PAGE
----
There hasn’t been a great deal of "crossover" between the spheres of jazz and country music. Charlie Parker was a fan of country music, and is reputed to have sat in with country singer Ray Price’s band for an after-hours jam session in the early 1950s. Louis Armstrong recorded with Jimmie Rodgers in the ‘30s, Willie Nelson and Wynton Marsalis performed together, bass ace Charlie Haden sang in a family country music group as a youth, and of course Bill Frisell recorded the classic disc Nashville. In concert, Merle Haggard’s band has been known stretch-out instrumentally, and one of Glen Campbell’s favorite guitarists is Django Reinhardt. Which brings us, Dear Reader, to the debut disc of Bryan and the Haggards, a combo of young cutting-edge jazz players taking Merle’s catalog into a Twilight Zone.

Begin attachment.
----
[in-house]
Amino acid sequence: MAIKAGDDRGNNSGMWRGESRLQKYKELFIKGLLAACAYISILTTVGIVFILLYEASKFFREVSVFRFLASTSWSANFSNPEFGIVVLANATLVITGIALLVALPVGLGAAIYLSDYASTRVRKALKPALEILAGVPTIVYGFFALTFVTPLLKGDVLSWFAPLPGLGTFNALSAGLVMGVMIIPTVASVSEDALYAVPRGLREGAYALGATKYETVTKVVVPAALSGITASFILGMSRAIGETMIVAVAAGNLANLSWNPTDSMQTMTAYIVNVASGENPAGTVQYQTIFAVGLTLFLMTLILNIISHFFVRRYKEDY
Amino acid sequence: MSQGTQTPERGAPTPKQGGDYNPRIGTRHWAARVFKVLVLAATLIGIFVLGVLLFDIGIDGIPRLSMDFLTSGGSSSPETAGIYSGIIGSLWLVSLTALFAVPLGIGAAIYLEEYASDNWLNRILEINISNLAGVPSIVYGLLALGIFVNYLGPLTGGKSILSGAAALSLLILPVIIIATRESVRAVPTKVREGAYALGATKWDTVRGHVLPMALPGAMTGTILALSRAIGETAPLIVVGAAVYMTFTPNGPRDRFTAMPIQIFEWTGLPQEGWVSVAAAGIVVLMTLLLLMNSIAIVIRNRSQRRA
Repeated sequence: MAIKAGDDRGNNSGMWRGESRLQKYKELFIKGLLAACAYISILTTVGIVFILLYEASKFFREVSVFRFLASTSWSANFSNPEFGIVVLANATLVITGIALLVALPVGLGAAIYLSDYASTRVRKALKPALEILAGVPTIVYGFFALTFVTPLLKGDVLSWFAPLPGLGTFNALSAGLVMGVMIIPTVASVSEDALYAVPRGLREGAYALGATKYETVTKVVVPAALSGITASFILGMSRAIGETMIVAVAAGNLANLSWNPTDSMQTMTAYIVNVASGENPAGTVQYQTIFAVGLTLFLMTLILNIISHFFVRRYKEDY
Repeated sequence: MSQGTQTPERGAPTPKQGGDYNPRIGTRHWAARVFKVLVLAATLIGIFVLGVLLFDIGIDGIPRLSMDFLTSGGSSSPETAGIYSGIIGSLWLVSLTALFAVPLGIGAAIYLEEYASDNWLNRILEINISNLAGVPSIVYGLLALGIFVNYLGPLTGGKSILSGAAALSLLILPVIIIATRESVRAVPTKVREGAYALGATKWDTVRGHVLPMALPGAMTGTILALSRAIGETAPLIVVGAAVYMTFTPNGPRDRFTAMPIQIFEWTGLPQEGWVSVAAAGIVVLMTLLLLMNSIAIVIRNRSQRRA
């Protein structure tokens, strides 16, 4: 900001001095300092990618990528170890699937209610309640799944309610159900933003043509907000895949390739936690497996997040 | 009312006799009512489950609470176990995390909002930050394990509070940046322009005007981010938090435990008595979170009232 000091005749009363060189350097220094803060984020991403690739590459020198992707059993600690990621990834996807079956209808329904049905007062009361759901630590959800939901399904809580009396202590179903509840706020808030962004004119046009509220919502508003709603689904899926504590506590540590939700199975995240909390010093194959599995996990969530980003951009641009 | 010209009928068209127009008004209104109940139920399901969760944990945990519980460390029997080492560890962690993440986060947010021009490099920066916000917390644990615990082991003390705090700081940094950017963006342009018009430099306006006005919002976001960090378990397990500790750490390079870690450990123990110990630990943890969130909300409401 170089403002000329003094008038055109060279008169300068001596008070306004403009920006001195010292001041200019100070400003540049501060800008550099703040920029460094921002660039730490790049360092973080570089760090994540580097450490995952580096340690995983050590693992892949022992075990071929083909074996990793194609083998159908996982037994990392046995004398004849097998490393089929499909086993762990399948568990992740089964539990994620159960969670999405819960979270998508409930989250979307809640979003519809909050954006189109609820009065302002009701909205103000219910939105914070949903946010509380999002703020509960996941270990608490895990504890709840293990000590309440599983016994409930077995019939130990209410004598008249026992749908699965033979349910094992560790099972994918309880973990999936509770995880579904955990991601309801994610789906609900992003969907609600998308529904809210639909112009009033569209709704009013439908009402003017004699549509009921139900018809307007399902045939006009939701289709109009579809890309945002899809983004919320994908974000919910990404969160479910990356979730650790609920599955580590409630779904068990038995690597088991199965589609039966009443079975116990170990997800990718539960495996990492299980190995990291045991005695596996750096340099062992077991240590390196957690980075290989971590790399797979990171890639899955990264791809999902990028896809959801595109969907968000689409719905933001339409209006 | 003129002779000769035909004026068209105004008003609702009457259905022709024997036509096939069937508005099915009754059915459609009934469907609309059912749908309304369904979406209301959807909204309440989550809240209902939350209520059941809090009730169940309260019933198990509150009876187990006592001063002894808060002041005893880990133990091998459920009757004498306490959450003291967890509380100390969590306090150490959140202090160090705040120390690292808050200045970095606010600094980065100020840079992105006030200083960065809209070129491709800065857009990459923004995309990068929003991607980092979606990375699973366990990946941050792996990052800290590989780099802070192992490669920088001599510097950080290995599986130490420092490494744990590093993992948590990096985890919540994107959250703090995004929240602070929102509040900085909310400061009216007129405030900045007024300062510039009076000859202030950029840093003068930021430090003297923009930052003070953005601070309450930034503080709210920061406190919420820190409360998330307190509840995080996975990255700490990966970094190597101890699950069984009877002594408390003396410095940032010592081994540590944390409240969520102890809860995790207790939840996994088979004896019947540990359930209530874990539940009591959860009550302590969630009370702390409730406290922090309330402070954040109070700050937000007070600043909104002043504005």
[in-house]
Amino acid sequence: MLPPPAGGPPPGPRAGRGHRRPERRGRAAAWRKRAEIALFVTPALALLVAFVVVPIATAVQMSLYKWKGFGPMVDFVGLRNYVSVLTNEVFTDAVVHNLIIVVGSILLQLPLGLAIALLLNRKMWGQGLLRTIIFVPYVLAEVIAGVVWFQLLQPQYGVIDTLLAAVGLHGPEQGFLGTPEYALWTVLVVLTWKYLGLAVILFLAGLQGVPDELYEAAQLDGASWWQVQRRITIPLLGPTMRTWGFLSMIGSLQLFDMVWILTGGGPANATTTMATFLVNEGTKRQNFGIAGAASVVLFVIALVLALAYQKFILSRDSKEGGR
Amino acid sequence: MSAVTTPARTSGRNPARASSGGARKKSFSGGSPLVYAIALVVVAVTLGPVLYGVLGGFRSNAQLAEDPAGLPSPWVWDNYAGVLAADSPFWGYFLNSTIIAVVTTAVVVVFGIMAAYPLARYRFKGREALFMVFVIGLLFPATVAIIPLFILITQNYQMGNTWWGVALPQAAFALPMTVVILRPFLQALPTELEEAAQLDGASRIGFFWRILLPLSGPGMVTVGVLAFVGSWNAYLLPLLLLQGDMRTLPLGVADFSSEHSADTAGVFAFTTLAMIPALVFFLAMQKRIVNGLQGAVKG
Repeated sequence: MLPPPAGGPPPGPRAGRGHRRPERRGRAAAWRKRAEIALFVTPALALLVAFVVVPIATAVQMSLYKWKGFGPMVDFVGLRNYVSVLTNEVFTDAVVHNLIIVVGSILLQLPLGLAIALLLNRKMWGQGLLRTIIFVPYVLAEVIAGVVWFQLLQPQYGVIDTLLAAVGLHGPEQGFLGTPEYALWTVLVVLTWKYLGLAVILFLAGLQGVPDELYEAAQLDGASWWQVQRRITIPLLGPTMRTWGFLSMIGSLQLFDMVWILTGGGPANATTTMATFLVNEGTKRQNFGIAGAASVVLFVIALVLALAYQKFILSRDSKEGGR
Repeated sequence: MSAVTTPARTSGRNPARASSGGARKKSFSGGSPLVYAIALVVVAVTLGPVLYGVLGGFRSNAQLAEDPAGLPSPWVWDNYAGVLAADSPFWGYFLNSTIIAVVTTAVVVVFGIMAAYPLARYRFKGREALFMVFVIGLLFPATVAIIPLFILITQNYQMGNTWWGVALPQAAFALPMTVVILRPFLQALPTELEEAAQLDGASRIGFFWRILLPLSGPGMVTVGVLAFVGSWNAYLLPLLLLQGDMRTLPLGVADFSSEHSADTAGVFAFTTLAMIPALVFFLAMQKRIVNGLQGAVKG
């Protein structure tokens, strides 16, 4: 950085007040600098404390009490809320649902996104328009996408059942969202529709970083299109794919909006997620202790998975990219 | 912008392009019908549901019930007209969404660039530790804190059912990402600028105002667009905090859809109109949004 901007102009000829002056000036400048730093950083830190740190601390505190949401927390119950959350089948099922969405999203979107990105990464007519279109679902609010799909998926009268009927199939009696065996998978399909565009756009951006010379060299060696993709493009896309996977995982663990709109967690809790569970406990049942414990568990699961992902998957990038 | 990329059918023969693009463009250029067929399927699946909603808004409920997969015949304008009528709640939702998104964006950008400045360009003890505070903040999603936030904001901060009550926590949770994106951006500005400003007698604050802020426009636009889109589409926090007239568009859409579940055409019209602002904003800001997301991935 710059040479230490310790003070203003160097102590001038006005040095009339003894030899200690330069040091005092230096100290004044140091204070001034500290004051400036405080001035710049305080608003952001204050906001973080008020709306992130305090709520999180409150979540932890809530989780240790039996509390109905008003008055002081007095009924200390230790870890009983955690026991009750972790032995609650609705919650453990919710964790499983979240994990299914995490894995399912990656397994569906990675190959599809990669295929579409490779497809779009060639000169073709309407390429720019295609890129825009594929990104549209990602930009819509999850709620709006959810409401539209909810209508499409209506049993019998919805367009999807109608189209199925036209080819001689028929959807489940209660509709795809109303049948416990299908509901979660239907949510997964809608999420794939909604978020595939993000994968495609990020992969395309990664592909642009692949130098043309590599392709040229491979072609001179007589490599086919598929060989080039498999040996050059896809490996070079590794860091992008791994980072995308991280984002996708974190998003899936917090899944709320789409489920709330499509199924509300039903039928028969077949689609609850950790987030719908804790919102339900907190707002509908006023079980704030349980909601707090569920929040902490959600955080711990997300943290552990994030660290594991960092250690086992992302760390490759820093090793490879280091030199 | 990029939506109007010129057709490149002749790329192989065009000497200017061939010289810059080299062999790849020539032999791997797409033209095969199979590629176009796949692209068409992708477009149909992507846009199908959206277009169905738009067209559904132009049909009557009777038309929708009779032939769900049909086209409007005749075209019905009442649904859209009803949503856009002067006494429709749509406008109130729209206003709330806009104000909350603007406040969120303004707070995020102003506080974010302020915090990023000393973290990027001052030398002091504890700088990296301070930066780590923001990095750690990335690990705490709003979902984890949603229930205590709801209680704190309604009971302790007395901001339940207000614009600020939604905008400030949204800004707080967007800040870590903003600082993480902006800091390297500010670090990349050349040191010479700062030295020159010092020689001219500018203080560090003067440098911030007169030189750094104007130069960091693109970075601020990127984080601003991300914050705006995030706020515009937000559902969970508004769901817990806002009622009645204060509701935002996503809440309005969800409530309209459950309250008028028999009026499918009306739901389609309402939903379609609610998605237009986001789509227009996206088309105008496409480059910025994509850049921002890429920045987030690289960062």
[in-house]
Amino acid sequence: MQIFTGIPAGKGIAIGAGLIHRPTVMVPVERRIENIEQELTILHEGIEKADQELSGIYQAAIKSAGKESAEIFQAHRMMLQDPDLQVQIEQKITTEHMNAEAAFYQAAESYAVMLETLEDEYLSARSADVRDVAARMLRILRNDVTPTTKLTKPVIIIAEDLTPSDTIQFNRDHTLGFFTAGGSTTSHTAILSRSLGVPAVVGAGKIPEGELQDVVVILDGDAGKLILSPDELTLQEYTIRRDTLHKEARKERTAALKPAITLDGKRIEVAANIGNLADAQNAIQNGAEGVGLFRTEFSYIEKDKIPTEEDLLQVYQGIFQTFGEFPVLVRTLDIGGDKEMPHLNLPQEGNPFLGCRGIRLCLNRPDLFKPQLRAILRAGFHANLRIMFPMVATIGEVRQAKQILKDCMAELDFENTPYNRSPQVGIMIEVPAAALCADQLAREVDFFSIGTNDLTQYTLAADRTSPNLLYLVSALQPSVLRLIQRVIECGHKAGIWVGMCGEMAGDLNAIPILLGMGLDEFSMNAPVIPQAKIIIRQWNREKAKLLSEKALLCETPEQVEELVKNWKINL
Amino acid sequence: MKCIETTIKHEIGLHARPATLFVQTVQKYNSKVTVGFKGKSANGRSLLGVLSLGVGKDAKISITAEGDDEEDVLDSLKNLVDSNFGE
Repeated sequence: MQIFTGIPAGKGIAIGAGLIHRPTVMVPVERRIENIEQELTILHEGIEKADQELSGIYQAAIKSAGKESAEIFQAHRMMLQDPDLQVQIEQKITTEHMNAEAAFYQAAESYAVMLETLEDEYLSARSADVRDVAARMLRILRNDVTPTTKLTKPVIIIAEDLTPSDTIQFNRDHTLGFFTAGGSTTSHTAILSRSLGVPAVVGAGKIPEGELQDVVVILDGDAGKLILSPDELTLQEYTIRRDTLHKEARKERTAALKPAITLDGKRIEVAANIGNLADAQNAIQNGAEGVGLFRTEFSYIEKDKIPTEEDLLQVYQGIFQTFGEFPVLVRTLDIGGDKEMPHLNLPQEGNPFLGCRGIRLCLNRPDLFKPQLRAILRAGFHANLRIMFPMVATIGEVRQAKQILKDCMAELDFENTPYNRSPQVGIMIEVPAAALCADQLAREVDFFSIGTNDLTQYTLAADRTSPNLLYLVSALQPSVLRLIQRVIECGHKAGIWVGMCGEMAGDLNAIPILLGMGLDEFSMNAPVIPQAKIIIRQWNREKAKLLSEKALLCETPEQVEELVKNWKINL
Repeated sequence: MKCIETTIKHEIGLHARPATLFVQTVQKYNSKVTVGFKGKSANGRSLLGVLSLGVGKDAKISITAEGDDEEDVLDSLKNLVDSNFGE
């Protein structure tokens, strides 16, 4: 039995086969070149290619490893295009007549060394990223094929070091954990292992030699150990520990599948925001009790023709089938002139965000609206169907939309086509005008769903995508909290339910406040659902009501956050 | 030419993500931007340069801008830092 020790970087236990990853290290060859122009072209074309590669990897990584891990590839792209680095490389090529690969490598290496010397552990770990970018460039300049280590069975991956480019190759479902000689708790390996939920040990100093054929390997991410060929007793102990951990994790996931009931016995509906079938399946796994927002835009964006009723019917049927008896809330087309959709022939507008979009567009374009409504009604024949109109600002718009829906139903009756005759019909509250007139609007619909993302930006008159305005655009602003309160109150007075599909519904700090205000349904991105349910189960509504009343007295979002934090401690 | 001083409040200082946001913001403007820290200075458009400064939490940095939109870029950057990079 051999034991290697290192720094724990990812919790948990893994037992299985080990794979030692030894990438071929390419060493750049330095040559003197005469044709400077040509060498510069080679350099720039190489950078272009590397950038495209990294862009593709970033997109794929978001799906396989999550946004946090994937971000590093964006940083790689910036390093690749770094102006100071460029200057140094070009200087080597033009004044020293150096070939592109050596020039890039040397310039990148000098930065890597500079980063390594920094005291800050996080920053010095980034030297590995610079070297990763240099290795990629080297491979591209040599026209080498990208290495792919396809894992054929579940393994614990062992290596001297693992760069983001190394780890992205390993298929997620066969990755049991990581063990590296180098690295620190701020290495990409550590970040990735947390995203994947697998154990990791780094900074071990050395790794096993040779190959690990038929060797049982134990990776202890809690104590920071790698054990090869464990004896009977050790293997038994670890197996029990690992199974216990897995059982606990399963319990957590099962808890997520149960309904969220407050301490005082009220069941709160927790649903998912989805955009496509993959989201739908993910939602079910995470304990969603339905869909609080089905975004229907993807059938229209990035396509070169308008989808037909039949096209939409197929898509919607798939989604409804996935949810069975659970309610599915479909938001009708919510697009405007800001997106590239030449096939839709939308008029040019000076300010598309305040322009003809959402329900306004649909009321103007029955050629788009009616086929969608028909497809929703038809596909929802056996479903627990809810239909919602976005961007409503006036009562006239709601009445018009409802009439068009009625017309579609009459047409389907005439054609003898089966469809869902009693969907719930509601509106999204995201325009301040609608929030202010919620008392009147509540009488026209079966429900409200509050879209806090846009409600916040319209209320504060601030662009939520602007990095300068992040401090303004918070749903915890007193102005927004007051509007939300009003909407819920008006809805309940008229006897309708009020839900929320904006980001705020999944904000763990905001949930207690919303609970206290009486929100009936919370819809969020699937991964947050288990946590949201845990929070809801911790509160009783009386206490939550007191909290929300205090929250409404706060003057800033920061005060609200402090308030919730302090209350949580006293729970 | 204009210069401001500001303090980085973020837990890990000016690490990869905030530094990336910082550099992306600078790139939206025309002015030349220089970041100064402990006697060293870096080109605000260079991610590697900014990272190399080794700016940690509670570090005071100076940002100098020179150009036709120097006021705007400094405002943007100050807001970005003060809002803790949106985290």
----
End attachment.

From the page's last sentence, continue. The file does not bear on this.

Featuring two members of the roguish avant-bop quartet Mostly Other People Do The Killing Jon Irabagon and Matthew "Moppa" Elliott this quintet uses classic Haggard tunes as a point of departure for some hearty, earthy, wild ‘n’ wooly free-charged improvisations. Bryan & the Haggards clearly have a heartfelt affection for the music of Merle (on of the standard bearers of the honky tonk style, which is way different from the assembly-line pap passing for "country music" on mainstream radio). They caress, parade, and benevolently chide the original melodies and then interpret them in a cheerfully, somewhat rowdy manner. Would Merle approve? Of some of it, I’d like to think but I think the yummy-rich bluesy wail of "Miss the Mississippi and You" would get approving smiles from Ray Charles and David "Fathead" Newman in the Great After-Hours Club in the Sky. Jon Lundbom’s electric guitar has a thick, fat, sound (with hints of Frisell and Sonny Sharrock influences) with a strong Western "twang." Herein is plenty of John Zorn-like skronk, Ornette Coleman elasticity, Mingue-like abandon, and the fleet blues-itude of Cannonball Adderley.... and plenty of swing, too. Plus Bryan & his fellows bring out and highlight the blues element that deep with Haggard’s style. The musically conservative need not apply, but the eclectic and open-minded will find Pretend to be a hep-cat-approved, neighbor-aggravating party.